- The AltFinance Fellowship is introducing more than 100 students at historically Black colleges and universities to a $10 trillion industry that includes private equity, private credit and commercial real estate.
- Ares Management, Apollo Global Management and Oaktree Capital Management are spending $90 million over the next decade to fund the fellowship.
- In 2020, Black people accounted for 1% to 2% of the investment deal teams in the private equity space, according to McKinsey.
The search for bigger profits and top talent is nothing new on Wall Street, but some firms are turning to an almost untapped resource: historically Black colleges and universities, or HBCUs.
The AltFinance Fellowship is the brainchild of top alternative investment firms Ares Management, Apollo Global Management and Oaktree Capital Management. The three firms are investing $90 million over 10 years into the program, which is providing more than 100 students at HBCUs with paid experience, mentorship and networking opportunities.
Selected students will also receive a scholarship of up to $10,000 if they’re sophomores, while juniors and seniors can receive up to $15,000. Partnering schools include Clark Atlanta University, Howard University, Morehouse College and Spelman College.
The program aims to give students of color an opportunity in a booming industry that hasn’t been the most diverse. The private equity, private credit and commercial real estate industry has about $10 trillion in assets under management, according to data provider Preqin. Meanwhile, in 2020, Black people accounted for 1% to 2% of the investment deal teams in the private equity space, according to management consulting firm McKinsey.
“This is not a charitable activity,” Howard Marks, co-chairman of Oaktree Capital Management, told CNBC. “I think it has some socially beneficial aspects to it. But that’s not the only reason we’re doing it. We’re also doing it because we believe it can enrich our organizations.”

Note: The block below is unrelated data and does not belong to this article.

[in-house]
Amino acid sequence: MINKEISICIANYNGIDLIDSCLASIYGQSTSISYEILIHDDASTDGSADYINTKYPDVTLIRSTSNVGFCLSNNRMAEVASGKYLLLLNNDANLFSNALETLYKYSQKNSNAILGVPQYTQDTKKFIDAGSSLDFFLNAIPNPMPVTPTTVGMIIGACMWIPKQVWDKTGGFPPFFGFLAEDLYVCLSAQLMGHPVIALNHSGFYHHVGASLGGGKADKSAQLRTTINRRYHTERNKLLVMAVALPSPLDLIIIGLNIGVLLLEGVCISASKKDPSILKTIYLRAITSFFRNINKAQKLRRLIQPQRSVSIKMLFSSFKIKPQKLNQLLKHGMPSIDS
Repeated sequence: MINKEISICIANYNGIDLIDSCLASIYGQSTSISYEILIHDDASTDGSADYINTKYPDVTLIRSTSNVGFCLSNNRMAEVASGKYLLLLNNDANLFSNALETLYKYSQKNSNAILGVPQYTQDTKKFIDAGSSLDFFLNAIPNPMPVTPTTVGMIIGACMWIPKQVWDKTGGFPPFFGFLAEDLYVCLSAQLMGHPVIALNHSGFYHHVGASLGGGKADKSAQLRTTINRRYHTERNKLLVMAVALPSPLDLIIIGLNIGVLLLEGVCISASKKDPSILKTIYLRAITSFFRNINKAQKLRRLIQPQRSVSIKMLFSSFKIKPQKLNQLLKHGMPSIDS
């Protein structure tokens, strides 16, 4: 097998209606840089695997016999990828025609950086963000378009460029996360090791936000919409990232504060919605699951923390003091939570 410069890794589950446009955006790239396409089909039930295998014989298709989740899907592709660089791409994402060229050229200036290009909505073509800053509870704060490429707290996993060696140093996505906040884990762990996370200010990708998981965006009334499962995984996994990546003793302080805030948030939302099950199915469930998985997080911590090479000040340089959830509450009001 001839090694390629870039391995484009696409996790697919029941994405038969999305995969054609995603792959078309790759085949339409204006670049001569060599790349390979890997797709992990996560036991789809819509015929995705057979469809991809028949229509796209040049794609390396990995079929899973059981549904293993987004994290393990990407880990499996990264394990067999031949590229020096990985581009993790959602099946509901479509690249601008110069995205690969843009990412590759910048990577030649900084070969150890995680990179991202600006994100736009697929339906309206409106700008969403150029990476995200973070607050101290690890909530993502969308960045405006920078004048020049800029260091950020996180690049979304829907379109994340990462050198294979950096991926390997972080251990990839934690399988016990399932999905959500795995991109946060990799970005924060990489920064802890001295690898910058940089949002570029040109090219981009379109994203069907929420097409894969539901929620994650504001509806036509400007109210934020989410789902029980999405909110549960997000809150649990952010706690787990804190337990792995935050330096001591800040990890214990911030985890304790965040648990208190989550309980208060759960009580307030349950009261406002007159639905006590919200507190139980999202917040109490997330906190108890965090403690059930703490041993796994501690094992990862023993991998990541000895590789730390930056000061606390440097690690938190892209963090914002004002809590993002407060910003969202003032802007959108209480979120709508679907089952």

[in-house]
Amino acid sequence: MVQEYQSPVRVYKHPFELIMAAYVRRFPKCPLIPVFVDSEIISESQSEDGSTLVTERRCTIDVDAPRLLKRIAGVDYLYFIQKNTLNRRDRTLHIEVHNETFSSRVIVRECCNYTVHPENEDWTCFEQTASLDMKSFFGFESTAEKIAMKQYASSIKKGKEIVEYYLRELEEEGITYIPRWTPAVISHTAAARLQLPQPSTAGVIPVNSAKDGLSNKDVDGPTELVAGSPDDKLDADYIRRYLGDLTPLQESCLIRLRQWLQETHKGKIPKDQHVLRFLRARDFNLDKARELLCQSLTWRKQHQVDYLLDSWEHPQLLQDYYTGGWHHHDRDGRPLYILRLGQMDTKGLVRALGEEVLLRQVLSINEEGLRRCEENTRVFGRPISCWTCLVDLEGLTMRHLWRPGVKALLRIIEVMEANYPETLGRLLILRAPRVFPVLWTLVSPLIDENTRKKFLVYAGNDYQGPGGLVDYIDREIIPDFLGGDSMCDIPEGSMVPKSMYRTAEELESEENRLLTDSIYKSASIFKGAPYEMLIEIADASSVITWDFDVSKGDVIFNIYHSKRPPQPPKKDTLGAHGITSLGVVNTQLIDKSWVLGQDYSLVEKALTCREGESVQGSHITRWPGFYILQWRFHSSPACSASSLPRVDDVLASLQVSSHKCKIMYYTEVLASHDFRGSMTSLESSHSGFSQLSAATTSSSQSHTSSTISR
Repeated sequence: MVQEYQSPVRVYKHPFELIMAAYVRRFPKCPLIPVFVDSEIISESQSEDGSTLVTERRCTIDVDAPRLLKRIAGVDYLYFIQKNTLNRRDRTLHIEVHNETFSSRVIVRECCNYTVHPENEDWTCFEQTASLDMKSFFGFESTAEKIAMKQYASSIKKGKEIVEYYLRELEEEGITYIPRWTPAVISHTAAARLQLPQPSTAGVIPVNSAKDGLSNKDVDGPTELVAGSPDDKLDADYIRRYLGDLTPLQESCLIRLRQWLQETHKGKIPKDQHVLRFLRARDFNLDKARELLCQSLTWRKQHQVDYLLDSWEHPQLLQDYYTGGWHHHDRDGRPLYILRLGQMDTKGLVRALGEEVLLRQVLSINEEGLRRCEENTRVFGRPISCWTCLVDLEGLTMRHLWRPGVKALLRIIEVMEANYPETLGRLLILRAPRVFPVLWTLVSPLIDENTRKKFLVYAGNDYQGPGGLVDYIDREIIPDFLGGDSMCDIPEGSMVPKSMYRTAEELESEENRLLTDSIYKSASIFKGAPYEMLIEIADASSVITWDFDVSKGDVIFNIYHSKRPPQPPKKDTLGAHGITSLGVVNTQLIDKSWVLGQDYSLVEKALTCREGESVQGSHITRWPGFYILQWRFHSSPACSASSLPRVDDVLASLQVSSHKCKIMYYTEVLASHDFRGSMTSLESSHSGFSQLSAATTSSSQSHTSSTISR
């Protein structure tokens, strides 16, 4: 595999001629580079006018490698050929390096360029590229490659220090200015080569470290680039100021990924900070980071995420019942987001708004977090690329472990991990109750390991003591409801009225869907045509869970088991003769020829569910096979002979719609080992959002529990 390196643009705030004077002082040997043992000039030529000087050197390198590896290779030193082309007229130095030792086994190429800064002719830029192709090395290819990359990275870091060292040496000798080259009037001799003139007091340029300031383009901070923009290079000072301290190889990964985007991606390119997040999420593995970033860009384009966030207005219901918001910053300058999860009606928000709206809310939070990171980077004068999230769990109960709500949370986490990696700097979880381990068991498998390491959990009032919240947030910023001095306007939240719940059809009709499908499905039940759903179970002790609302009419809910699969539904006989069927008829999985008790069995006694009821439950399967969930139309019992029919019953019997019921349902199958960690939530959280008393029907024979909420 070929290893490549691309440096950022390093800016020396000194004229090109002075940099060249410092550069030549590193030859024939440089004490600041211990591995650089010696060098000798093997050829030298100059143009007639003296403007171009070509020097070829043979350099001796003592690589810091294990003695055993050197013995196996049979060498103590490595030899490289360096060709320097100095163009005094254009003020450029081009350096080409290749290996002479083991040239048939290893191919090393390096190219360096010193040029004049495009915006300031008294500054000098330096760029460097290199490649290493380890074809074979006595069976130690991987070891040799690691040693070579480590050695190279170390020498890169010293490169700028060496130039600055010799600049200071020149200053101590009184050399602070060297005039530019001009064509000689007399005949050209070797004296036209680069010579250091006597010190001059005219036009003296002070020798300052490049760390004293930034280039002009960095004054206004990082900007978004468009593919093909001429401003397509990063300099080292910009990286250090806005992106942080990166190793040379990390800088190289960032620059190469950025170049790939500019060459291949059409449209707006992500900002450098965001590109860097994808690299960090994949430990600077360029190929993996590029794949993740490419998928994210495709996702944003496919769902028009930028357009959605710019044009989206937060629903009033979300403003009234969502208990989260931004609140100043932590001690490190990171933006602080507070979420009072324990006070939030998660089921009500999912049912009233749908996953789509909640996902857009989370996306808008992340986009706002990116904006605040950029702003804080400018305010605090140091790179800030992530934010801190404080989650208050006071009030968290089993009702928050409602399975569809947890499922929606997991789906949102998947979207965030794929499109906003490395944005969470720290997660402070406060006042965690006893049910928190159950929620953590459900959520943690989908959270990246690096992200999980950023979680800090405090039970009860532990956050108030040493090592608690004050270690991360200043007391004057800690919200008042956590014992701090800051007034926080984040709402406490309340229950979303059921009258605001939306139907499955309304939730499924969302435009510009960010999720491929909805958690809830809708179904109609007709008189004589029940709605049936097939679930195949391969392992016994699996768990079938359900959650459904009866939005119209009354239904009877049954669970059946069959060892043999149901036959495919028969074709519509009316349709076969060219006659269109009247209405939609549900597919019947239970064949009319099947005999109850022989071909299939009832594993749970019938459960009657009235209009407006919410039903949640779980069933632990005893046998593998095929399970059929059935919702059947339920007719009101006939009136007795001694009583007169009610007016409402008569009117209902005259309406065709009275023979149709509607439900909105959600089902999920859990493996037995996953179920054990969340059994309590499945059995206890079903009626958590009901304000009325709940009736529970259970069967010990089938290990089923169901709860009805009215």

Indeed, chief investment officers of leading institutional investors said they would allocate 2.6 times as much capital toward more ethnically and racially diverse private-equity deal teams if they were choosing between two comparable firms, according to a 2022 report from McKinsey.
An opportunity to build wealth
AltFinance is also giving students an opportunity to enrich themselves. Alternative investing has boomed since 2000 following the dot-com bubble, according to Preqin. Further, employee compensation in the industry can be lucrative, even as new graduates embark on their careers.
In 2020, the average base salary for associates — an entry-level position — at private equity firms was $137,000, according to data from executive search company Heidrick & Struggles.
“It’s the potential to grow generational wealth,” Howard University sophomore Brittany Clark told CNBC, “Personally, from my background making six figures out of college is unheard of, so when I talk about it with my parents it’s shocking.”
“Coming from humble beginnings myself, I didn’t know much about alternatives or finance or the jobs and opportunities that are available to me.” said Morehouse College senior Joseph Ramirez. “Now, I’m learning the tools necessary to be able to create generational wealth.”
AltFinance CEO Marcus Shaw said the program’s potential impact goes beyond Wall Street.
“The students that we have in our program were destined for greatness, no matter what path they were going to take.” Shaw told CNBC. “But by giving them an opportunity to look behind the veil and see what lies ahead of them in the career in alternative investments, [it] creates another opportunity for them to build wealth for themselves, their family and their communities. There is a trickle-down effect… that will not only create stronger families for them but stronger communities.”
Ares Management co-founder Antony Ressler and Apollo Global Management CEO Marc Rowan both said the fellowship has the potential to increase representation in the industry in the near term and profits for the firms in the long term.
“We are a culture of finding that which is not well understood,” Rowan told CNBC. “And increasingly that comes from having diverse points of view at the table, and diverse backgrounds and diverse ways of looking at things and then diverse ability to develop [and] deliver a message to a diverse set of clients.”
“The more perspectives you have, the better the investor you are.” Ressler told CNBC. “So the idea of being a more diverse company, for us is a positive. It’s good for business. It’s good for our investment decisions. It’s good for our employee base. And it’s precisely what we think we should be doing.”